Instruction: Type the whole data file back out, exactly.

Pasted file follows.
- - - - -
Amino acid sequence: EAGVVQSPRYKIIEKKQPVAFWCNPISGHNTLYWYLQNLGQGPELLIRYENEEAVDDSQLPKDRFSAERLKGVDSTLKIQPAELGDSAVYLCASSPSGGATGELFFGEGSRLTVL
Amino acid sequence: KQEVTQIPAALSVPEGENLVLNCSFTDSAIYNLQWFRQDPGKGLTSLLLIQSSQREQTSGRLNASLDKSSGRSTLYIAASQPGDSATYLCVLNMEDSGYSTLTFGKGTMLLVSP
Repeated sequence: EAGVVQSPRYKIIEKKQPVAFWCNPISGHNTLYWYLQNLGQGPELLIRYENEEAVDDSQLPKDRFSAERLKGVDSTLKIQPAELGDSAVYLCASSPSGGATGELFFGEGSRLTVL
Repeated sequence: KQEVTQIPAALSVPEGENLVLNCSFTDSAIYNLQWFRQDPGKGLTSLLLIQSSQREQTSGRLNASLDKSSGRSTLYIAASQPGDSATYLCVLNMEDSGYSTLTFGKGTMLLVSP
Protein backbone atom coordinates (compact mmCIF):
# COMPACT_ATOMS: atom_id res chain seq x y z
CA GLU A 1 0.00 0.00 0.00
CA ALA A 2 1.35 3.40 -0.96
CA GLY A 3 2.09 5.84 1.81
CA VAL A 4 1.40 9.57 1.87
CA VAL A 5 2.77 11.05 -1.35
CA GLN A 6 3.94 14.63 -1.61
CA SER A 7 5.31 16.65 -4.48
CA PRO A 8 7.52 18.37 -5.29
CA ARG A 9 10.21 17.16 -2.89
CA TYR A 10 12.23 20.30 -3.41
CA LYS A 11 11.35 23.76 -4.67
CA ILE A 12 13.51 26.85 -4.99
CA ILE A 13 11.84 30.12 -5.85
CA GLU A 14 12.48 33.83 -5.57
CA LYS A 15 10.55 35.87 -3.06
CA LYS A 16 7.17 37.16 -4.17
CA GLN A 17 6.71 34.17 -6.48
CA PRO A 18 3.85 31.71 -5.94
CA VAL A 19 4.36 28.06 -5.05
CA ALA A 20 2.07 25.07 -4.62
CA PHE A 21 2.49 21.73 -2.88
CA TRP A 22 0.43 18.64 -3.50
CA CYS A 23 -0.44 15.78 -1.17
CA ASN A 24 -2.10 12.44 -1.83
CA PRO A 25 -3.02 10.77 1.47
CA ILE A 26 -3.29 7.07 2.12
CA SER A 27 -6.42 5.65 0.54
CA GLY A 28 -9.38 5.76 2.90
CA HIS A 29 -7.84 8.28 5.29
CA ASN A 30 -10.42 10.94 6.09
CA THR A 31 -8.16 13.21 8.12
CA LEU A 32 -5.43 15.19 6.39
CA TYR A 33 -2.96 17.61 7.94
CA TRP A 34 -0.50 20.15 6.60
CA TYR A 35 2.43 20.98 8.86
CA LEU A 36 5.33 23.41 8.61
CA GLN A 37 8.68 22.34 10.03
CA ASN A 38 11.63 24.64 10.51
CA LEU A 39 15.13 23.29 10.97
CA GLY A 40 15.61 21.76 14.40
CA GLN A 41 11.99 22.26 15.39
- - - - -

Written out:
Amino acid sequence: EAGVVQSPRYKIIEKKQPVAFWCNPISGHNTLYWYLQNLGQGPELLIRYENEEAVDDSQLPKDRFSAERLKGVDSTLKIQPAELGDSAVYLCASSPSGGATGELFFGEGSRLTVL
Amino acid sequence: KQEVTQIPAALSVPEGENLVLNCSFTDSAIYNLQWFRQDPGKGLTSLLLIQSSQREQTSGRLNASLDKSSGRSTLYIAASQPGDSATYLCVLNMEDSGYSTLTFGKGTMLLVSP
Repeated sequence: EAGVVQSPRYKIIEKKQPVAFWCNPISGHNTLYWYLQNLGQGPELLIRYENEEAVDDSQLPKDRFSAERLKGVDSTLKIQPAELGDSAVYLCASSPSGGATGELFFGEGSRLTVL
Repeated sequence: KQEVTQIPAALSVPEGENLVLNCSFTDSAIYNLQWFRQDPGKGLTSLLLIQSSQREQTSGRLNASLDKSSGRSTLYIAASQPGDSATYLCVLNMEDSGYSTLTFGKGTMLLVSP
Protein backbone atom coordinates (compact mmCIF):
# COMPACT_ATOMS: atom_id res chain seq x y z
CA GLU A 1 0.00 0.00 0.00
CA ALA A 2 1.35 3.40 -0.96
CA GLY A 3 2.09 5.84 1.81
CA VAL A 4 1.40 9.57 1.87
CA VAL A 5 2.77 11.05 -1.35
CA GLN A 6 3.94 14.63 -1.61
CA SER A 7 5.31 16.65 -4.48
CA PRO A 8 7.52 18.37 -5.29
CA ARG A 9 10.21 17.16 -2.89
CA TYR A 10 12.23 20.30 -3.41
CA LYS A 11 11.35 23.76 -4.67
CA ILE A 12 13.51 26.85 -4.99
CA ILE A 13 11.84 30.12 -5.85
CA GLU A 14 12.48 33.83 -5.57
CA LYS A 15 10.55 35.87 -3.06
CA LYS A 16 7.17 37.16 -4.17
CA GLN A 17 6.71 34.17 -6.48
CA PRO A 18 3.85 31.71 -5.94
CA VAL A 19 4.36 28.06 -5.05
CA ALA A 20 2.07 25.07 -4.62
CA PHE A 21 2.49 21.73 -2.88
CA TRP A 22 0.43 18.64 -3.50
CA CYS A 23 -0.44 15.78 -1.17
CA ASN A 24 -2.10 12.44 -1.83
CA PRO A 25 -3.02 10.77 1.47
CA ILE A 26 -3.29 7.07 2.12
CA SER A 27 -6.42 5.65 0.54
CA GLY A 28 -9.38 5.76 2.90
CA HIS A 29 -7.84 8.28 5.29
CA ASN A 30 -10.42 10.94 6.09
CA THR A 31 -8.16 13.21 8.12
CA LEU A 32 -5.43 15.19 6.39
CA TYR A 33 -2.96 17.61 7.94
CA TRP A 34 -0.50 20.15 6.60
CA TYR A 35 2.43 20.98 8.86
CA LEU A 36 5.33 23.41 8.61
CA GLN A 37 8.68 22.34 10.03
CA ASN A 38 11.63 24.64 10.51
CA LEU A 39 15.13 23.29 10.97
CA GLY A 40 15.61 21.76 14.40
CA GLN A 41 11.99 22.26 15.39